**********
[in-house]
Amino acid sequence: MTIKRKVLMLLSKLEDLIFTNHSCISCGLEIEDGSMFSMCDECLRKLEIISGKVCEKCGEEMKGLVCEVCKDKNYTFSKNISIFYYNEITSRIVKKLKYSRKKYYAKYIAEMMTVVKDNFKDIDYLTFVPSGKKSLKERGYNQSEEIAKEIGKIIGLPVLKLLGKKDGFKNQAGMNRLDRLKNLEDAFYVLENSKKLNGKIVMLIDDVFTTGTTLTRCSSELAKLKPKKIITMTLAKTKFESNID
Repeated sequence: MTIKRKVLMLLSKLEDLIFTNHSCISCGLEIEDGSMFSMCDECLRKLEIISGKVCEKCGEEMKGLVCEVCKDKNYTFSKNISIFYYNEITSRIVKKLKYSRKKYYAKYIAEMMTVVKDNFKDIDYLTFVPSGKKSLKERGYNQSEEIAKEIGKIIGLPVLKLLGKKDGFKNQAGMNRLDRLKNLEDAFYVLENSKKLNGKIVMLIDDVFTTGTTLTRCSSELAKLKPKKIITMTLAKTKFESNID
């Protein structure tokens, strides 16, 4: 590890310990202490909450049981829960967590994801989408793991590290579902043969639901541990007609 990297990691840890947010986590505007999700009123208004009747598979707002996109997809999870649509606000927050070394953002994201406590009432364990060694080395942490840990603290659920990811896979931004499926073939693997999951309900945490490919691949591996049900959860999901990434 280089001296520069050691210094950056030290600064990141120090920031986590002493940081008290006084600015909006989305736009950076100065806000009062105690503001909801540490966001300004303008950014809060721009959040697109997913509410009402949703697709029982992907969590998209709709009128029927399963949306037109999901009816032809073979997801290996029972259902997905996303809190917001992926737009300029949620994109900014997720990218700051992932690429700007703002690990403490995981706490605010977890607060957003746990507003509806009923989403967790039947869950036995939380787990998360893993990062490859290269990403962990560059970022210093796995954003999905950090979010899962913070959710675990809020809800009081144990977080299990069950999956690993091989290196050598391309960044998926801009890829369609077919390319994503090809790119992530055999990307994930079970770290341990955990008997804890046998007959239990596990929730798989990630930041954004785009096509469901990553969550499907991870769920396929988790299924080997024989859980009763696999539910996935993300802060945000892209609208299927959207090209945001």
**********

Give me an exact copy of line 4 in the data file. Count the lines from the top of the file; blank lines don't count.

């Protein structure tokens, strides 16, 4: 590890310990202490909450049981829960967590994801989408793991590290579902043969639901541990007609 990297990691840890947010986590505007999700009123208004009747598979707002996109997809999870649509606000927050070394953002994201406590009432364990060694080395942490840990603290659920990811896979931004499926073939693997999951309900945490490919691949591996049900959860999901990434 280089001296520069050691210094950056030290600064990141120090920031986590002493940081008290006084600015909006989305736009950076100065806000009062105690503001909801540490966001300004303008950014809060721009959040697109997913509410009402949703697709029982992907969590998209709709009128029927399963949306037109999901009816032809073979997801290996029972259902997905996303809190917001992926737009300029949620994109900014997720990218700051992932690429700007703002690990403490995981706490605010977890607060957003746990507003509806009923989403967790039947869950036995939380787990998360893993990062490859290269990403962990560059970022210093796995954003999905950090979010899962913070959710675990809020809800009081144990977080299990069950999956690993091989290196050598391309960044998926801009890829369609077919390319994503090809790119992530055999990307994930079970770290341990955990008997804890046998007959239990596990929730798989990630930041954004785009096509469901990553969550499907991870769920396929988790299924080997024989859980009763696999539910996935993300802060945000892209609208299927959207090209945001």